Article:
Plot Overview FromSparknotes.com Oliver Twist is born in a workhouse in 1830s England. His mother, whose name no one knows, is found on the street and dies just after Oliver’s birth. Oliver spends the first nine years of his life in a badly run home for young orphans and then is transferred to a workhouse for adults. After the other boys bully Oliver into asking for more gruel at the end of a meal, Mr. Bumble, the parish beadle, offers five pounds to anyone who will take the boy away from the workhouse. Oliver narrowly escapes being apprenticed to a brutish chimney sweep and is eventually apprenticed to a local undertaker, Mr. Sowerberry. When the undertaker’s other apprentice, Noah Claypole, makes disparaging comments about Oliver’s mother, Oliver attacks him and incurs the Sowerberrys’ wrath. Desperate, Oliver runs away at dawn and travels toward London. Outside London, Oliver, starved and exhausted, meets Jack Dawkins, a boy his own age. Jack offers him shelter in the London house of his benefactor, Fagin. It turns out that Fagin is a career criminal who trains orphan boys to pick pockets for him. After a few days of training, Oliver is sent on a pickpocketing mission with two other boys. When he sees them swipe a handkerchief from an elderly gentleman, Oliver is horrified and runs off. He is caught but narrowly escapes being convicted of the theft. Mr. Brownlow, the man whose handkerchief was stolen, takes the feverish Oliver to his home and nurses him back to health. Mr. Brownlow is struck by Oliver’s resemblance to a portrait of a young woman that hangs in his house. Oliver thrives in Mr. Brownlow’s home, but two young adults in Fagin’s gang, Bill Sikes and his lover Nancy, capture Oliver and return him to Fagin. Fagin sends Oliver to assist Sikes in a burglary. Oliver is shot by a servant of the house and, after Sikes escapes, is taken in by the women who live there, Mrs. Maylie and her beautiful adopted niece Rose. They grow fond of Oliver, and he spends an idyllic summer with them in the countryside. But Fagin and a mysterious man named Monks are set on recapturing Oliver. Meanwhile, it is revealed that Oliver’s mother left behind a gold locket when she died. Monks obtains and destroys that locket. When the Maylies come to London, Nancy meets secretly with Rose and informs her of Fagin’s designs, but a member of Fagin’s gang overhears the conversation. When word of Nancy’s disclosure reaches Sikes, he brutally murders Nancy and flees London. Pursued by his guilty conscience and an angry mob, he inadvertently hangs himself while trying to escape. Mr. Brownlow, with whom the Maylies have reunited Oliver, confronts Monks and wrings the truth about Oliver’s parentage from him. It is revealed that Monks is Oliver’s half brother. Their father, Mr. Leeford, was unhappily married to a wealthy woman and had an affair with Oliver’s mother, Agnes Fleming. Monks has been pursuing Oliver all along in the hopes of ensuring that his half-brother is deprived of his share of the family inheritance. Mr. Brownlow forces Monks to sign over Oliver’s share to Oliver. Moreover, it is discovered that Rose is Agnes’s younger sister, hence Oliver’s aunt. Fagin is hung for his crimes. Finally, Mr. Brownlow adopts Oliver, and they and the Maylies retire to a blissful existence in the countryside.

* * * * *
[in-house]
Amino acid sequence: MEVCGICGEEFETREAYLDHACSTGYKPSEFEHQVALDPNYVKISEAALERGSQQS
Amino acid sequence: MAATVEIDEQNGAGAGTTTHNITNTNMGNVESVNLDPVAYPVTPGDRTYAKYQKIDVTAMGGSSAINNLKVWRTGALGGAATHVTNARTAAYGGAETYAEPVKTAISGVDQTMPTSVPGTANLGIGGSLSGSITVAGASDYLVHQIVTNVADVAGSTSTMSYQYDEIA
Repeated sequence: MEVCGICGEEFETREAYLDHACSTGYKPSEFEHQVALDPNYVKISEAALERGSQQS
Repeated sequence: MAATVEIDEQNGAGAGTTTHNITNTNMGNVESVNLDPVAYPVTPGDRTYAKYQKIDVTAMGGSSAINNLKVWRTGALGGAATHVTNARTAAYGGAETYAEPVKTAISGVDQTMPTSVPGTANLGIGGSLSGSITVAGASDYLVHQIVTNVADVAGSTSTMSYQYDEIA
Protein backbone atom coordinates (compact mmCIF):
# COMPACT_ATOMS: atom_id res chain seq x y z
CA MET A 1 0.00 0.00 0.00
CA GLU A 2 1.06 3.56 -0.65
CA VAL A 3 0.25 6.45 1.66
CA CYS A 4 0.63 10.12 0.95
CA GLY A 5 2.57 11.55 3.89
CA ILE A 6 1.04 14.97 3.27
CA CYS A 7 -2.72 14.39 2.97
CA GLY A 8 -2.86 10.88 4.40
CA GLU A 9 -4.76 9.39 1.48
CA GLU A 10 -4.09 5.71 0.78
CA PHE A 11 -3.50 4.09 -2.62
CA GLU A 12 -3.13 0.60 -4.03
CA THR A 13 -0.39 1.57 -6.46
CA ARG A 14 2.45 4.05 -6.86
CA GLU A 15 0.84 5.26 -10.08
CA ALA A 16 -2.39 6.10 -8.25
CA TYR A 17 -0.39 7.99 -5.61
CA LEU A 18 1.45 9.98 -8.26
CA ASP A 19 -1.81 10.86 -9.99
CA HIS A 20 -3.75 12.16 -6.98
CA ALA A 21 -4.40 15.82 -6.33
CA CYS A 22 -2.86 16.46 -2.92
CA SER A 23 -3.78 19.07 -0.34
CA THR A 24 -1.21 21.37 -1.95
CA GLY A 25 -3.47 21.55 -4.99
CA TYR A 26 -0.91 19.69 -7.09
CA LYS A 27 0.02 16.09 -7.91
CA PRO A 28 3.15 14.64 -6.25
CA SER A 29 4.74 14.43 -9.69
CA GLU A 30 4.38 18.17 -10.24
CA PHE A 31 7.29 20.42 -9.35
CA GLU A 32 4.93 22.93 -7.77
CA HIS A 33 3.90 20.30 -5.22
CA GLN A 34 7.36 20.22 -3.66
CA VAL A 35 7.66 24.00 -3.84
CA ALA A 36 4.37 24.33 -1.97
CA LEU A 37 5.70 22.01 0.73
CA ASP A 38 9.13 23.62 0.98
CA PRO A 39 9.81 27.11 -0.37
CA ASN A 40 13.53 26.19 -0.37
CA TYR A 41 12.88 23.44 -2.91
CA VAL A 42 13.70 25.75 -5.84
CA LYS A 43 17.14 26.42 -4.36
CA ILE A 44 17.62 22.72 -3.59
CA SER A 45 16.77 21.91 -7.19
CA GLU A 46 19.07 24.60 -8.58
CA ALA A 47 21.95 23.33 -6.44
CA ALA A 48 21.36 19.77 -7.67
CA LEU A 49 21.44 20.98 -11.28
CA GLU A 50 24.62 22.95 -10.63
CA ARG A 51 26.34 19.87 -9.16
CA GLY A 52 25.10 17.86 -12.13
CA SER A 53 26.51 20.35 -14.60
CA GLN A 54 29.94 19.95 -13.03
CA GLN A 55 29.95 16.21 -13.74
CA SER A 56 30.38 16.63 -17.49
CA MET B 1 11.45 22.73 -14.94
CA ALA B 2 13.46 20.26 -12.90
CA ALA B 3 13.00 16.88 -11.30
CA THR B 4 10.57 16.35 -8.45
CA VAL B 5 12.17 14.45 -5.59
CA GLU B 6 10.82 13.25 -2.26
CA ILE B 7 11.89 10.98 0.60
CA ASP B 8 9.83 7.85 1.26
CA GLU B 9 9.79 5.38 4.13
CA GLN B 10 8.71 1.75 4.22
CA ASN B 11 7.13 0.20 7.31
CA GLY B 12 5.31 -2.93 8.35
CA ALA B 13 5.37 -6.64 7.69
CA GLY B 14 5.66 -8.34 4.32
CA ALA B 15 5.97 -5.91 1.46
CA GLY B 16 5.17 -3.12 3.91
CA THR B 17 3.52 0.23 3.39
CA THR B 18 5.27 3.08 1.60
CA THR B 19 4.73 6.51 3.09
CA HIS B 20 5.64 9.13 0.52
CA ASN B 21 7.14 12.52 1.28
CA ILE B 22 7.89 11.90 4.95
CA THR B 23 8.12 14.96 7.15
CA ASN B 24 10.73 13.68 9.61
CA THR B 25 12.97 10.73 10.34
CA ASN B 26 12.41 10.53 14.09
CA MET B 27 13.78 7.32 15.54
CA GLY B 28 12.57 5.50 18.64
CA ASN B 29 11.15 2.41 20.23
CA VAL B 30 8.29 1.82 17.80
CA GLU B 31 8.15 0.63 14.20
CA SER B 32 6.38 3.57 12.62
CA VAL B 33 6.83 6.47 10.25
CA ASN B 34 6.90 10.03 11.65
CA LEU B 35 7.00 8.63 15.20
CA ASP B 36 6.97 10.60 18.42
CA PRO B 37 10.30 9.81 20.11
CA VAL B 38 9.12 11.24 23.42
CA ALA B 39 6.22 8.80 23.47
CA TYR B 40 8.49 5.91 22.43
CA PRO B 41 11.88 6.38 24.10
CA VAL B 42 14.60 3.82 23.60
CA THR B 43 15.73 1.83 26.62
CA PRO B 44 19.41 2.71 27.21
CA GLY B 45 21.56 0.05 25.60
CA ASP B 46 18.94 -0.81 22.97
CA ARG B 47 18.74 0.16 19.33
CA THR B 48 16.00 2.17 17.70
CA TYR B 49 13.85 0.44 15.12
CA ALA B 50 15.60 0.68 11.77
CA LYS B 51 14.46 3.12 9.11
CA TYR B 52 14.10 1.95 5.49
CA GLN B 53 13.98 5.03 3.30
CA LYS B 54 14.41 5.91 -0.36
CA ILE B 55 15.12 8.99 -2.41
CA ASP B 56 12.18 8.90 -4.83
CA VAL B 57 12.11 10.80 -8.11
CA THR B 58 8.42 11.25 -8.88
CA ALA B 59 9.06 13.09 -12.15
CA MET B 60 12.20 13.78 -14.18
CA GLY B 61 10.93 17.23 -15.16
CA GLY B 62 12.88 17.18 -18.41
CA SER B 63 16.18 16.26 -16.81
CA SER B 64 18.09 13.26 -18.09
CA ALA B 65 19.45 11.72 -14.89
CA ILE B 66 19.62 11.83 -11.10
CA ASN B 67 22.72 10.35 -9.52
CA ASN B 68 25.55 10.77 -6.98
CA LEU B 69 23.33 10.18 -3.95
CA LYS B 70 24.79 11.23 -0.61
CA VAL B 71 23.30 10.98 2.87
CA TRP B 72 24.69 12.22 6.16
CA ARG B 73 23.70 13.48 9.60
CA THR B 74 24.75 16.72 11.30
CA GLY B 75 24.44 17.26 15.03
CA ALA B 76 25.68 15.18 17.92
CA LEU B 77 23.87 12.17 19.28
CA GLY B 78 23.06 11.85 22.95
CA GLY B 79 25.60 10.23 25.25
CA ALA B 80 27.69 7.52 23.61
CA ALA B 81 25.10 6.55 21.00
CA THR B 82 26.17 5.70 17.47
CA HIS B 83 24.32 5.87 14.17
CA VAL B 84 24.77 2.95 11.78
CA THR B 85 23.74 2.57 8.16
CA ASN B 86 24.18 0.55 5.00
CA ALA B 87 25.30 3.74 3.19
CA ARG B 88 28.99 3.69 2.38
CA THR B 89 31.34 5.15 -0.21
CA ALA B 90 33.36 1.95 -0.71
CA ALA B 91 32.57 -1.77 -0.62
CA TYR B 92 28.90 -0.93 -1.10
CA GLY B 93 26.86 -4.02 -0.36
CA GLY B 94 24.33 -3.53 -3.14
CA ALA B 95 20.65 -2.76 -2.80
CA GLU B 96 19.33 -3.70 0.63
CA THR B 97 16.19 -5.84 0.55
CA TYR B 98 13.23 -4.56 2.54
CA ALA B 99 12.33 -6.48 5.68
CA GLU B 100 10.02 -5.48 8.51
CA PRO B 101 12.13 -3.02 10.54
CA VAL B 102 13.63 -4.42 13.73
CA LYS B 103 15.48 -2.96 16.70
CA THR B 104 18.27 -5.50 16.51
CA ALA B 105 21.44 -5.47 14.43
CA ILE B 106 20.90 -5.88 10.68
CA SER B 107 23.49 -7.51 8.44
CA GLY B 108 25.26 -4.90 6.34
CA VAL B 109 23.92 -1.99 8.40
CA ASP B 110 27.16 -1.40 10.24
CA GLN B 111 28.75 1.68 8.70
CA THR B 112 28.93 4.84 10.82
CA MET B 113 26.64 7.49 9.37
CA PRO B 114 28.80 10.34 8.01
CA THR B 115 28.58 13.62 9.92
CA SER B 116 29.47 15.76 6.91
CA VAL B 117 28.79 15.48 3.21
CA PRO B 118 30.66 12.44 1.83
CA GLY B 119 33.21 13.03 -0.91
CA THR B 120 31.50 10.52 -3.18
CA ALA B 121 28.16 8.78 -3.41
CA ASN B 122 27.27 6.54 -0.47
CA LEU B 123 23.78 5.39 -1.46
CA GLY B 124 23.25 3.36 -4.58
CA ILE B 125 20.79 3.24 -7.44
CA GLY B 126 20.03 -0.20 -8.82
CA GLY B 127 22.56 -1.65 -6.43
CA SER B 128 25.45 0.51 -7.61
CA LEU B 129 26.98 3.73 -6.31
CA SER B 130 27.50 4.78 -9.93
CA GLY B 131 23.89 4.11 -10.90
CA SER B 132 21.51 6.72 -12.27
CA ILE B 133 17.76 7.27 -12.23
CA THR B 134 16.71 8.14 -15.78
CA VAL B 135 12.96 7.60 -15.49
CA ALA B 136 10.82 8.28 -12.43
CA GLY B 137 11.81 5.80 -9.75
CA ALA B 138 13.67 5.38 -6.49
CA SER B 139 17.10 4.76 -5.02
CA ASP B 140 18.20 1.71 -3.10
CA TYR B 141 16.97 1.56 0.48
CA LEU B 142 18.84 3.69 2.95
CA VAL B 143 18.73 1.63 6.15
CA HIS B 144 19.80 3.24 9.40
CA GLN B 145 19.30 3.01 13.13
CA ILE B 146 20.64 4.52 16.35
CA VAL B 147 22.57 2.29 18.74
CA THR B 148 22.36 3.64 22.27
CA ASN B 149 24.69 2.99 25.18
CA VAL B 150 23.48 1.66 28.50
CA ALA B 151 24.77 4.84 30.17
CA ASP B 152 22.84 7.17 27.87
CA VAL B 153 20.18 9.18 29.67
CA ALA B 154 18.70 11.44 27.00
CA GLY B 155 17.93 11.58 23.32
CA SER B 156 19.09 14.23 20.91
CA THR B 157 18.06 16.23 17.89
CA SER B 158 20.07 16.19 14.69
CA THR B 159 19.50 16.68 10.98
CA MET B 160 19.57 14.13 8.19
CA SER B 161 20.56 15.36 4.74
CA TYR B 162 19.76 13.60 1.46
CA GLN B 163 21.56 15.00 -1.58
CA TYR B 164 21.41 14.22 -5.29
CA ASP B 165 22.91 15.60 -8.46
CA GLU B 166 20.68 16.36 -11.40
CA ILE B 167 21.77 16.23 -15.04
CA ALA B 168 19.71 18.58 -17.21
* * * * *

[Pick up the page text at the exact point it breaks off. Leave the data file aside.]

Themes The Failure of Charity The Folly of Individualism Purity in a Corrupt City The Countryside Idealized